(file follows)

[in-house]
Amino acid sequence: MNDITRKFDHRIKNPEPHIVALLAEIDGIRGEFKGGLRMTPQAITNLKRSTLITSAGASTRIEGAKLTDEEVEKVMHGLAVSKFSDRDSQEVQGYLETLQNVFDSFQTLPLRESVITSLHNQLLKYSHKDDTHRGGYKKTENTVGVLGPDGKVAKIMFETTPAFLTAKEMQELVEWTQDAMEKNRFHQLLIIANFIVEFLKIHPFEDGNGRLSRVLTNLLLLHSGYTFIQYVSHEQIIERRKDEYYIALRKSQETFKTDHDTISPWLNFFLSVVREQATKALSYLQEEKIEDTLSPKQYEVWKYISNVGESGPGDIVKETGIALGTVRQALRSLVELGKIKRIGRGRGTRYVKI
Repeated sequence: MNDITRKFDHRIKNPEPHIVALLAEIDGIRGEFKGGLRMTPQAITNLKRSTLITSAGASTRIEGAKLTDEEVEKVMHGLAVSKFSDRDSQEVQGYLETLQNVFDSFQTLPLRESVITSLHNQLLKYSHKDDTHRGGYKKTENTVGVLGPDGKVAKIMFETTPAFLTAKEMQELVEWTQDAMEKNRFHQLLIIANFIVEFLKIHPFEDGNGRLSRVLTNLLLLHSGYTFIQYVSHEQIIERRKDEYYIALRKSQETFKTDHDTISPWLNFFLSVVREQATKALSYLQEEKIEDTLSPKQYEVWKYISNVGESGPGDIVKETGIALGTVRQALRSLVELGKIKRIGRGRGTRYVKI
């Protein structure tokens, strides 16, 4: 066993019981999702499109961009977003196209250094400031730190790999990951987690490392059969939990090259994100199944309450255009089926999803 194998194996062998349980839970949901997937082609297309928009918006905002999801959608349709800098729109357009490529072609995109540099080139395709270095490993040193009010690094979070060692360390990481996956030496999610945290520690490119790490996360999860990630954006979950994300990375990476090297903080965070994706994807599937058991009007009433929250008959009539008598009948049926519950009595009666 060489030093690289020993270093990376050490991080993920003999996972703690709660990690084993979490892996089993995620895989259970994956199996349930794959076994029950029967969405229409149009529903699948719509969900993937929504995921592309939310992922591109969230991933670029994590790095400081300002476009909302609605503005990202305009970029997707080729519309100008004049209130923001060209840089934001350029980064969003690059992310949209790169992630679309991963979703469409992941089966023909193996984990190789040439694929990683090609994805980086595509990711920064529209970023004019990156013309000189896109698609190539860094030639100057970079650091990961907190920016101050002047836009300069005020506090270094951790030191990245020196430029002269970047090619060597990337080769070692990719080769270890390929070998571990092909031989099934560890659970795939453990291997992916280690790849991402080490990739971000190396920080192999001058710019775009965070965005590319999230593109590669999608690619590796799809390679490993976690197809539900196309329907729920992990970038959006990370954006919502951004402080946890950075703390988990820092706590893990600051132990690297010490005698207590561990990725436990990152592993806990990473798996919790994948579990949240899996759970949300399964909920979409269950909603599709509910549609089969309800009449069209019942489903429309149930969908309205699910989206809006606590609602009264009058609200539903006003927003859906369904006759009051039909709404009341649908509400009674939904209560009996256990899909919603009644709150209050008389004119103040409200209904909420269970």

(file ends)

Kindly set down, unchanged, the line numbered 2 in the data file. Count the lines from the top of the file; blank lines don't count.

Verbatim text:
Amino acid sequence: MNDITRKFDHRIKNPEPHIVALLAEIDGIRGEFKGGLRMTPQAITNLKRSTLITSAGASTRIEGAKLTDEEVEKVMHGLAVSKFSDRDSQEVQGYLETLQNVFDSFQTLPLRESVITSLHNQLLKYSHKDDTHRGGYKKTENTVGVLGPDGKVAKIMFETTPAFLTAKEMQELVEWTQDAMEKNRFHQLLIIANFIVEFLKIHPFEDGNGRLSRVLTNLLLLHSGYTFIQYVSHEQIIERRKDEYYIALRKSQETFKTDHDTISPWLNFFLSVVREQATKALSYLQEEKIEDTLSPKQYEVWKYISNVGESGPGDIVKETGIALGTVRQALRSLVELGKIKRIGRGRGTRYVKI